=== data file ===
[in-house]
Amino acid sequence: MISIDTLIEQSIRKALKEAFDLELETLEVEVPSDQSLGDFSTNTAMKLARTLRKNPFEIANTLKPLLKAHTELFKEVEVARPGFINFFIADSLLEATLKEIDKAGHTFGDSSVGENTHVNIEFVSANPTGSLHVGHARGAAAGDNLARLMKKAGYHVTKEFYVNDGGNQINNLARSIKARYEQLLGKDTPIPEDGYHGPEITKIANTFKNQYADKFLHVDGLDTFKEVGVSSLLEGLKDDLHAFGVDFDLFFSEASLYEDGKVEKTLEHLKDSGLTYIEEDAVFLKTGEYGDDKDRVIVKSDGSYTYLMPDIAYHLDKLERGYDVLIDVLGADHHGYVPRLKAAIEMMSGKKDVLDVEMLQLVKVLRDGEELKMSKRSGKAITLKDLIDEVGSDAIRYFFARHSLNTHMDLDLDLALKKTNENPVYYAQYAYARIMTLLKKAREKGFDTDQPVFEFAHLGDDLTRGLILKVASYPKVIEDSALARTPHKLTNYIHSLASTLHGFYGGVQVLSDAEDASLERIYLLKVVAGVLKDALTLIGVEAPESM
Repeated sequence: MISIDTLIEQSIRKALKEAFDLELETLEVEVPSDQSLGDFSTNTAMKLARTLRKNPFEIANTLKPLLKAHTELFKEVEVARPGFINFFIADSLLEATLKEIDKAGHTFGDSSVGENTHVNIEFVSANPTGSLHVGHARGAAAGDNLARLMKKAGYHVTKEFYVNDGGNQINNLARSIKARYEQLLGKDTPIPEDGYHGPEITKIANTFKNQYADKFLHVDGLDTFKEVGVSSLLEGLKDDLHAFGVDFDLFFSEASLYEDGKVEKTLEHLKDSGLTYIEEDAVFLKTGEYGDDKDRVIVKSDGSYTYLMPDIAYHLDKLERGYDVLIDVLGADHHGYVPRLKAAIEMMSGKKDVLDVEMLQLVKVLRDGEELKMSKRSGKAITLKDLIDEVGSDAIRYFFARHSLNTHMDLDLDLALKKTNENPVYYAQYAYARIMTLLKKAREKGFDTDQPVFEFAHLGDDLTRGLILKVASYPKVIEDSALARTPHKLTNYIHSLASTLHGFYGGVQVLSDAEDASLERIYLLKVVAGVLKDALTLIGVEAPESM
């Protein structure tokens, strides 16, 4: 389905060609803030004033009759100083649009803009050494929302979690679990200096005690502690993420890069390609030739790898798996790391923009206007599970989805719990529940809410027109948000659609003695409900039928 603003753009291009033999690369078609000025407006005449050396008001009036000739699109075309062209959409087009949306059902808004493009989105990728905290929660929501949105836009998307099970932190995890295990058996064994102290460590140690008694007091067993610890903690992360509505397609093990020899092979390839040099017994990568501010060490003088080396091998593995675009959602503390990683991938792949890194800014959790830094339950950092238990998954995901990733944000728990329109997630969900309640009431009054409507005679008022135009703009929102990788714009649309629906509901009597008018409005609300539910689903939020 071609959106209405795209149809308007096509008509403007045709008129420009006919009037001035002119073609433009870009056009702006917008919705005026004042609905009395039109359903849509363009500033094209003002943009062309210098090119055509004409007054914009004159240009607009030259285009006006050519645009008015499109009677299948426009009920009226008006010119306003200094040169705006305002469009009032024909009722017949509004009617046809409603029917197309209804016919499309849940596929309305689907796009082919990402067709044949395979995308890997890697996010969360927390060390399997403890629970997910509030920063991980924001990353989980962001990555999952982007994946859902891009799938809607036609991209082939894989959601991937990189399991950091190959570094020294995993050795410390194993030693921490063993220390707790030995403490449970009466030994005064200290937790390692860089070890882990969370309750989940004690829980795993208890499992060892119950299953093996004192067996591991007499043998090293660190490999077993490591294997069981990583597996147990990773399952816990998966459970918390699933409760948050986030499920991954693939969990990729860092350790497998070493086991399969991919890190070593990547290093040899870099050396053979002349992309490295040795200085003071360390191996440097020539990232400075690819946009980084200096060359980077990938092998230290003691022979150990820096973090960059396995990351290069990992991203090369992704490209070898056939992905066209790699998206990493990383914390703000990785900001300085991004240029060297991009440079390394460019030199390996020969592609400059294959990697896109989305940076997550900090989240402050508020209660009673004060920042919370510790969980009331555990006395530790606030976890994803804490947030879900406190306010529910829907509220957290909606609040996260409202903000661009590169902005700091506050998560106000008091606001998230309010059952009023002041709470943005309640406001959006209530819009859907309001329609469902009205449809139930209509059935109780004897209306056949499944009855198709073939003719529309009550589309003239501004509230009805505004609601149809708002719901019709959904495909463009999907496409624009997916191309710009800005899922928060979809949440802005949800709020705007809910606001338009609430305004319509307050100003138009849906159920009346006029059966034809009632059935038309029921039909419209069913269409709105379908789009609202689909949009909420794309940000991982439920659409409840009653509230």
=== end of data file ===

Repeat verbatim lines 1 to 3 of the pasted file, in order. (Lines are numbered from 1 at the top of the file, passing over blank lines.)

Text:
[in-house]
Amino acid sequence: MISIDTLIEQSIRKALKEAFDLELETLEVEVPSDQSLGDFSTNTAMKLARTLRKNPFEIANTLKPLLKAHTELFKEVEVARPGFINFFIADSLLEATLKEIDKAGHTFGDSSVGENTHVNIEFVSANPTGSLHVGHARGAAAGDNLARLMKKAGYHVTKEFYVNDGGNQINNLARSIKARYEQLLGKDTPIPEDGYHGPEITKIANTFKNQYADKFLHVDGLDTFKEVGVSSLLEGLKDDLHAFGVDFDLFFSEASLYEDGKVEKTLEHLKDSGLTYIEEDAVFLKTGEYGDDKDRVIVKSDGSYTYLMPDIAYHLDKLERGYDVLIDVLGADHHGYVPRLKAAIEMMSGKKDVLDVEMLQLVKVLRDGEELKMSKRSGKAITLKDLIDEVGSDAIRYFFARHSLNTHMDLDLDLALKKTNENPVYYAQYAYARIMTLLKKAREKGFDTDQPVFEFAHLGDDLTRGLILKVASYPKVIEDSALARTPHKLTNYIHSLASTLHGFYGGVQVLSDAEDASLERIYLLKVVAGVLKDALTLIGVEAPESM
Repeated sequence: MISIDTLIEQSIRKALKEAFDLELETLEVEVPSDQSLGDFSTNTAMKLARTLRKNPFEIANTLKPLLKAHTELFKEVEVARPGFINFFIADSLLEATLKEIDKAGHTFGDSSVGENTHVNIEFVSANPTGSLHVGHARGAAAGDNLARLMKKAGYHVTKEFYVNDGGNQINNLARSIKARYEQLLGKDTPIPEDGYHGPEITKIANTFKNQYADKFLHVDGLDTFKEVGVSSLLEGLKDDLHAFGVDFDLFFSEASLYEDGKVEKTLEHLKDSGLTYIEEDAVFLKTGEYGDDKDRVIVKSDGSYTYLMPDIAYHLDKLERGYDVLIDVLGADHHGYVPRLKAAIEMMSGKKDVLDVEMLQLVKVLRDGEELKMSKRSGKAITLKDLIDEVGSDAIRYFFARHSLNTHMDLDLDLALKKTNENPVYYAQYAYARIMTLLKKAREKGFDTDQPVFEFAHLGDDLTRGLILKVASYPKVIEDSALARTPHKLTNYIHSLASTLHGFYGGVQVLSDAEDASLERIYLLKVVAGVLKDALTLIGVEAPESM